Visakhapatnam: South Africa's most experienced pacer Vernon Philander is enjoying being a mentor in the twilight of his career and wants more of his contemporaries to give back to the game instead of looking for greener pastures.
Philander was an important part of the Proteas pace troika comprising Dale Steyn and Morne Morkel, both of whom have retired from longer formats.
Morkel in fact is among the list of South African cricketers, who have moved to the England to play county cricket professionally. On the rise of the Indian team, Philander said its fast bowling has come a long way under Virat Kohli's captaincy.
"They have learnt a lot. They have moulded a fast bowling unit to suit all conditions. They have come a long way indeed. Bumrah has set the world alight in the last 24 months."
"Dale and Morne have been champion bowlers. I am the last one of the so called pack but the new talent that has come through and it excites me. KG (Rabada) has been doing well so far. The bowling depth in South Africa is still pretty good and it is my role to guide the new guys coming through," Philander, who has a remarkable average of 21.64 in 58 Tests, told PTI in an exclusive interview.
South Africa are not the force they used to be across formats and retirements of seniors like AB de Villiers and Hashim Amla have also left a big void in the dressing room. "I would not say we are a weaker team now. There has been a lot of guys coming through and lot of guys knocks on the doors.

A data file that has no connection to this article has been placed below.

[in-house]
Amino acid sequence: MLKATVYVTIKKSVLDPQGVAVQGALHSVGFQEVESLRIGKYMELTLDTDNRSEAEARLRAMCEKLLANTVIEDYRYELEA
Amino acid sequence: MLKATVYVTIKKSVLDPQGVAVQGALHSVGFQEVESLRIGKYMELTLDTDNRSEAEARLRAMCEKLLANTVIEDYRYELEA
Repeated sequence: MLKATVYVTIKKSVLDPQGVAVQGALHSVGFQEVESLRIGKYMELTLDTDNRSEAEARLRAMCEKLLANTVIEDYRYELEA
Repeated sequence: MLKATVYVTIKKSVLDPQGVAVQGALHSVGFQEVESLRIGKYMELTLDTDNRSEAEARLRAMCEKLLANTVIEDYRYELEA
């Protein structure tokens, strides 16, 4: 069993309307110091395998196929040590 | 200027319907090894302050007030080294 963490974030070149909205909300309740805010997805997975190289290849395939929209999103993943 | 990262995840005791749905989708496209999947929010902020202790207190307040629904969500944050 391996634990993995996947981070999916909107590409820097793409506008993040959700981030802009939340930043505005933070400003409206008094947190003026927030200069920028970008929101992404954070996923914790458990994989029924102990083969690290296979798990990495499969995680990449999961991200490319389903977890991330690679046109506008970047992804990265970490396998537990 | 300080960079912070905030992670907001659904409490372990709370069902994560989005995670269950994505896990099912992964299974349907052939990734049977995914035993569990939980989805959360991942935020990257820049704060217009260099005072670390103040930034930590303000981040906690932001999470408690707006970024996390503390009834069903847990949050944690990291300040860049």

"There comes a time in all our careers that you have to do what is best for you personally. You have to respect those decisions but I think the system is still producing quality players," said Philander, who has taken 214 wickets in his Test career so far. But rather than choosing the security of county cricket or the glitz of T20 leagues, Philander urged the seniors to "give back to the game".
"However, I would like to see more senior players giving back to the game after retirement. It is easier to find greener pastures but the team needs experienced hands at the moment. Personally, I too have a big role to play in mentoring the youngsters and I am enjoying it," Philander said. For someone who has been lethal in home conditions, Philander finds it a tad unfair that he is termed as a "green track bully".